Students Make Sustainability Matter in Higher Ed
Shelton Stat of the Week
82% of American students over the age of 18 say that a company’s environmental reputation moderately to strongly impacts their decision when making purchases (Eco Pulse 2018).
Sustainability This Week
I started my week speaking at the University of Pittsburgh’s annual Engineering Sustainability event and one of the students asked me, “You talked about what people expect of big companies … what do they expect of universities?” Here’s the answer:
According to a 2019 Princeton Review survey of nearly 12,000 college applicants, approximately 64 percent consider a school’s environmental commitment when deciding where to attend.
In the past decade or so, a number of organizations have sprouted up with the sole purpose of measuring universities’ commitments to sustainability. The Association for the Advancement of Sustainability in Higher Education (AASHE) has become a hub for colleges to self-report, compare and boast about their accomplishments ever since the founding of the Sustainability Tracking, Assessment & Rating System™ (STARS) in 2011. The program encourages healthy competition amongst universities and gives out ratings ranging from Platinum and Gold to Bronze and “Reporter” status. Environment America Research and Policy Center also regularly reports on universities’ renewable energy commitments (see their most recent report here).
In some cases, strong sustainability commitments attract students to universities, whereas in other cases, the students spark universities to adapt. Southwestern University in Georgetown, Texas, became the top-most ranked school for renewable energy in large part thanks to students and university leaders who lobbied the university nearly a decade ago to commit to wind-power electricity and renewable energy credits. Student demand for sustainability has also led to the University of Tennessee at Knoxville (my alma mater) creating a dedicated sustainability major and Office of Sustainability. The university now recognizes sustainability as “a rapidly growing interdisciplinary field with practical applications across all sectors of the global workforce.” They also offer a certificate in Sustainability Science and an interdisciplinary sustainability Ph.D. program.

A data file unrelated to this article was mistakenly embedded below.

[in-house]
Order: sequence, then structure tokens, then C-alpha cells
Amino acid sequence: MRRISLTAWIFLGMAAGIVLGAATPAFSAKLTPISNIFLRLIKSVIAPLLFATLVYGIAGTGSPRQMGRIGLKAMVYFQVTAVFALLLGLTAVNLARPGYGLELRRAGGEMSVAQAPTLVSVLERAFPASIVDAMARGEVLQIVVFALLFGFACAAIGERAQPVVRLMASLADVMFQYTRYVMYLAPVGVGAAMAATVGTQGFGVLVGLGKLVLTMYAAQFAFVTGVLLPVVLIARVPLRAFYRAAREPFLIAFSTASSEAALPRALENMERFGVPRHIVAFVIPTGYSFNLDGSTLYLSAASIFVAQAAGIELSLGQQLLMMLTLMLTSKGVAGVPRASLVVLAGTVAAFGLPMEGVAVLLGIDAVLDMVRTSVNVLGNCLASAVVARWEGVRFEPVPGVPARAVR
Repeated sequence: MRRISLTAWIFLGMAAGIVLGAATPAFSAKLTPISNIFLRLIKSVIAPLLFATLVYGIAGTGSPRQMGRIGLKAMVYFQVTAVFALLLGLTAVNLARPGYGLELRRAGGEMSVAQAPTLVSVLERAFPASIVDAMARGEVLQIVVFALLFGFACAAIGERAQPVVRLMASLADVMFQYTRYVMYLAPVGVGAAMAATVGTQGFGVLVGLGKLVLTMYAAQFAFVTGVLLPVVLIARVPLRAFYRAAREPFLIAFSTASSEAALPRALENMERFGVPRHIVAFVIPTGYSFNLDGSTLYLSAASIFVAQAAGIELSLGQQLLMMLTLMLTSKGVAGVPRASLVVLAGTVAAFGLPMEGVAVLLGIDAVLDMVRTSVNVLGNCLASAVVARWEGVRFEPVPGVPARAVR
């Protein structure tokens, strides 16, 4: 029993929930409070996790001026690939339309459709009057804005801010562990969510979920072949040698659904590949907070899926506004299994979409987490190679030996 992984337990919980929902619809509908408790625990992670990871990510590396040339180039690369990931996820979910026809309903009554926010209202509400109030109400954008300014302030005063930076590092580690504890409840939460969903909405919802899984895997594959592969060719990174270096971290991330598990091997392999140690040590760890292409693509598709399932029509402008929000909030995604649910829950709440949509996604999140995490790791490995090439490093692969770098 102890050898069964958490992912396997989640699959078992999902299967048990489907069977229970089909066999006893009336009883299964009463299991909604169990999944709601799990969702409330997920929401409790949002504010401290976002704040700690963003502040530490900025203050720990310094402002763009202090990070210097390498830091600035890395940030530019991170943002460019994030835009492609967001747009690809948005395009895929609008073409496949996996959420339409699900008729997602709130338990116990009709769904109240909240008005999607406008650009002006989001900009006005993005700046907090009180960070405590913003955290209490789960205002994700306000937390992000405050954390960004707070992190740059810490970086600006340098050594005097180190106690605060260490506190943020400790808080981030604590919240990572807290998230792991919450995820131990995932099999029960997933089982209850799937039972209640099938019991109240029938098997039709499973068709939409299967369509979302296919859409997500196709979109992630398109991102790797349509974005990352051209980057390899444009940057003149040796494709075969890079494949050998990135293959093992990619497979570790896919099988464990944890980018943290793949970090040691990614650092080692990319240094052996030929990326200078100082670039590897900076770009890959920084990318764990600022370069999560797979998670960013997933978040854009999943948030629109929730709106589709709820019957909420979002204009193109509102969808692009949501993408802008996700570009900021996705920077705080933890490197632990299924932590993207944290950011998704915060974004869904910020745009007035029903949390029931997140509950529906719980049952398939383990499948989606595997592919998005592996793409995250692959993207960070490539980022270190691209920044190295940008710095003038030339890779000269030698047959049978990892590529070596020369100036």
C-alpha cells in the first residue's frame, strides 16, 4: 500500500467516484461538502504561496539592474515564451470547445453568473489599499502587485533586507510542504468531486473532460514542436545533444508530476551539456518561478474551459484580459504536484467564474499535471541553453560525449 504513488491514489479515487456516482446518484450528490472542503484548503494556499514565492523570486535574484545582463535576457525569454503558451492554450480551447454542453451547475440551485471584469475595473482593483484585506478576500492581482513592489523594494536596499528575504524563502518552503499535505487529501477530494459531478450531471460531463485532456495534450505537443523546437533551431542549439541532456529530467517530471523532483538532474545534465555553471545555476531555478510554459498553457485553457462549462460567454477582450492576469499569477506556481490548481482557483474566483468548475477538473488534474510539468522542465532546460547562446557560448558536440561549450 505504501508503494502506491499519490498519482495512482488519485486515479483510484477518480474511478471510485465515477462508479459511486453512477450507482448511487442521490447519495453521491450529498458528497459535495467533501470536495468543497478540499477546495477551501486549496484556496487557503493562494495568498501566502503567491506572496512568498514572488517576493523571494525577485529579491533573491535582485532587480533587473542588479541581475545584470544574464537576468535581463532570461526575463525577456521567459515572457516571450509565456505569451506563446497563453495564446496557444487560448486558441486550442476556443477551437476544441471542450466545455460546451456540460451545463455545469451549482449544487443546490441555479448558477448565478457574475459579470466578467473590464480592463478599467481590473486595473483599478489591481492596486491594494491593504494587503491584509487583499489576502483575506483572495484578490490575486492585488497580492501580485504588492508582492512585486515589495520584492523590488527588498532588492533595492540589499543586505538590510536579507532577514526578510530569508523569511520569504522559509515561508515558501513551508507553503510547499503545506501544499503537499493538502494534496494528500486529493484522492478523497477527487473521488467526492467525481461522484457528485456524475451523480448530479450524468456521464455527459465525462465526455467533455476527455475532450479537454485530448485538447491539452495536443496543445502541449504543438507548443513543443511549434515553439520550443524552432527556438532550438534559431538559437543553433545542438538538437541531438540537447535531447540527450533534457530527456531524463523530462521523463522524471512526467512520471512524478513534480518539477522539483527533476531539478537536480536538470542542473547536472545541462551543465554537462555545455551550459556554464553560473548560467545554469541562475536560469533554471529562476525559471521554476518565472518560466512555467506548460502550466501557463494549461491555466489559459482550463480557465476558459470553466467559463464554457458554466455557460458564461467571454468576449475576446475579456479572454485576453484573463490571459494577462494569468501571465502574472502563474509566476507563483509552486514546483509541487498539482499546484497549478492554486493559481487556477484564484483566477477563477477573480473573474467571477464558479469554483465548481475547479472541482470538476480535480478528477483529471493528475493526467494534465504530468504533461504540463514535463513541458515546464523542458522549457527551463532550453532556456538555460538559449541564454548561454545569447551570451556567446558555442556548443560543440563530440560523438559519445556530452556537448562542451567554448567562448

The bottom line is this: Gen Z not only values sustainability; they expect it, and colleges and universities are responding. As the best and brightest come out of a college environment where they’ve been immersed in opportunities, visible actions, messaging, etc. about sustainability, they will expect the same of their employers, and the brands they buy from. Hiring and retaining the best talent is and will continue to be one of the greatest challenges for all companies and organizations. Without strong commitments, actions and communications on sustainability – both to recruits, employees and the outside world – you’re at risk of being passed over.
News of the Week
Another good reason for companies to be considering the switch to reusability. Members of the European Parliament last week voted in favor of banning a number of common single-use plastic items, including cutlery, straws and stirrers. The ban isn’t law yet (it will likely be approved later this year – and will take effect in 2021), but it indicates increasing government and social pressure to cut down on waste – and an emphasis on reusability that we expect will become more pronounced in upcoming years.
What once was thought of as a fad is now here to stay. Tiny houses are increasing in number throughout many parts of the U.S. – and in many cases, they serve as a sustainable response to unsustainable housing problems such as rising home costs and high energy bills. The article shows how downsizing to tiny homes encourages behavior modification, resulting in significantly lower carbon footprints (45% reduction on average) and more pro-environmental practices such as recycling more, wasting less and using renewable sources of energy.
An excellent example of how major companies and brands can use their influence to encourage sustainable practices in the supply chain. “Apple has persuaded 15 more of its suppliers, including Foxconn and TSMC, to manufacture Apple products using 100 percent clean energy” and there are now 44 participating suppliers in total.
A Period of Change
Once upon a time, feminine hygiene was a topic simply not mentioned in polite society – and options were limited to an aisle of single-use products. Now, times are changing, and the options have grown. What once seemed like a segment of the consumer packaged goods industry impervious to change is now undergoing profound transformation. New, reusable choices are flooding the market – choices that are better for the environment and, in most cases, work better too. Fifty-nine percent of women have used or considered using them – what will that do to your business?